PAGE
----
LOCAL COUNTIES WILL SEE INCREASE
Officials with the West Virginia Oil and Natural Gas Association said property taxes from Marcellus and Utica shale production will provide more than $134 million to fund local school systems and community services this year.
WHEELING — Increases in oil and natural gas production continue providing more property tax revenue for Northern Panhandle counties, with Wetzel County scheduled to collect more than $24 million from the industry during tax year 2016.
Overall, West Virginia Oil and Natural Gas Association Executive Director Anne Blankenship said
producers such as Southwestern Energy Co., Antero Resources, Chevron, Statoil, Stone Energy, Noble Energy, Consol Energy, and others across the Mountain State are on pace to pay more than $134 million in property taxes for 2016.
“The rise in natural gas and oil production over the past several years is benefiting West Virginians,” Blankenship said. “All counties in the state receive gas tax monies and those counties where natural gas and oil production is growing have really seen a windfall. Those funds are going for school improvements and to provide services to residents of the counties and municipalities.”
According to Blankenship, counties are scheduled to receive these amounts of property tax for 2016:
∫ Marshall — $14.9 million;
∫ Ohio — $9 million;
∫ Tyler — $7.3 million;
∫ Brooke — $5 million; and
∫ Hancock — $7,818.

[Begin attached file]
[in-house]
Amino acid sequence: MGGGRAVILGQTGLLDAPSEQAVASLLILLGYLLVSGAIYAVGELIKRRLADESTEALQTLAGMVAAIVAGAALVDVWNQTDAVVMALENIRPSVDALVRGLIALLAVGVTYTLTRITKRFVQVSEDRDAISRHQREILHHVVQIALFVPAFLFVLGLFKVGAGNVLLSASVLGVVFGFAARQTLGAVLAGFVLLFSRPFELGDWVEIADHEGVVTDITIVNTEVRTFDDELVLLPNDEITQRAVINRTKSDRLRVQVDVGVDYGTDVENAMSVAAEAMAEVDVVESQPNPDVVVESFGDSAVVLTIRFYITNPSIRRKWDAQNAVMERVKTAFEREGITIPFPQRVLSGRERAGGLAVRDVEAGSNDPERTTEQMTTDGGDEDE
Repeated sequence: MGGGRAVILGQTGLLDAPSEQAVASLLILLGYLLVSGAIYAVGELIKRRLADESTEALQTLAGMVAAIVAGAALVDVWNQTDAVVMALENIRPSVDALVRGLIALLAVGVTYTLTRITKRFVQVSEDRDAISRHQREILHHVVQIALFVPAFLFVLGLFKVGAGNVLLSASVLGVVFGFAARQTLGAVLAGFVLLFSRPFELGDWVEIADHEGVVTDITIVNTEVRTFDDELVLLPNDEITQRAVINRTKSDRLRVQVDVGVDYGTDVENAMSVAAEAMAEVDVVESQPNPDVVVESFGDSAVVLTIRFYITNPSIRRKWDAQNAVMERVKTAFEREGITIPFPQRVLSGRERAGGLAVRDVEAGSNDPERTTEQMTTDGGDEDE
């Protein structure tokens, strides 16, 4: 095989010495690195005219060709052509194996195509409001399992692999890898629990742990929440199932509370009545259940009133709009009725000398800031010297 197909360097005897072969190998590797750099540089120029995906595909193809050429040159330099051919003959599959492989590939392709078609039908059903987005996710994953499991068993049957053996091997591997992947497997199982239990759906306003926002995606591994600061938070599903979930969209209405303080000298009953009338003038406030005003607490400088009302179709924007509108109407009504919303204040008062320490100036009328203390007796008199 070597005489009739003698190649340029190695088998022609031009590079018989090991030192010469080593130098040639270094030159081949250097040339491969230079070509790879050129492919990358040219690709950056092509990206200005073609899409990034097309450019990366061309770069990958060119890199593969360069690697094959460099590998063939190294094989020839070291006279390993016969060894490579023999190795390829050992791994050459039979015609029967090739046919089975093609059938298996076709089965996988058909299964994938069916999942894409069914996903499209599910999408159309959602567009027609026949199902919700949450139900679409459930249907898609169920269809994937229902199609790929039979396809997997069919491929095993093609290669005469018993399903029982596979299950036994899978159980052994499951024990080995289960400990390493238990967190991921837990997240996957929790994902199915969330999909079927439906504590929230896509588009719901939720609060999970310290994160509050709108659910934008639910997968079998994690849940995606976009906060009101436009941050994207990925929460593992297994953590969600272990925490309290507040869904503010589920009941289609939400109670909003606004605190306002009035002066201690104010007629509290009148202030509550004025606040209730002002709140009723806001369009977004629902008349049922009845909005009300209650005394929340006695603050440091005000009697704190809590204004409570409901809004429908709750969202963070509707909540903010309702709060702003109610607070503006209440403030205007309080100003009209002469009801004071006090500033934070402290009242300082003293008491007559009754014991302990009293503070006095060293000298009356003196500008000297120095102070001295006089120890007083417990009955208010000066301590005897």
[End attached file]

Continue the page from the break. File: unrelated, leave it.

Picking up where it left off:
“Property tax collections for Doddridge County in 2015 totaled $8,117,515, the fifth largest amount of all counties in the state,” Blankenship said. “However, 2016 oil and gas property tax assessments for Doddridge County are projected to be just over $20 million, the second highest total in the state behind only Wetzel County.”
Doddridge County Assessor Dave Sponaugle said the total assessed values for the county have significantly increased in recent years.
“This increase has been a direct result of the development of the Marcellus Shale. The tax revenues generated from these values are distributed by the tax rate which funds the school system and various county agencies,” he said.
Association President Maribeth Anderson said the taxes the industry pays provide counties a boost they otherwise would not receive.
“In addition to the property tax values based on production, gas producing counties receive significant monies from property taxes on other industry segments, like pipelines, compressor stations, extraction and fractionalization facilities,” she said. “The total property tax impact of the oil and natural gas industry is helping our counties grow and thrive, particularly at this time with the state facing a budget shortfall.”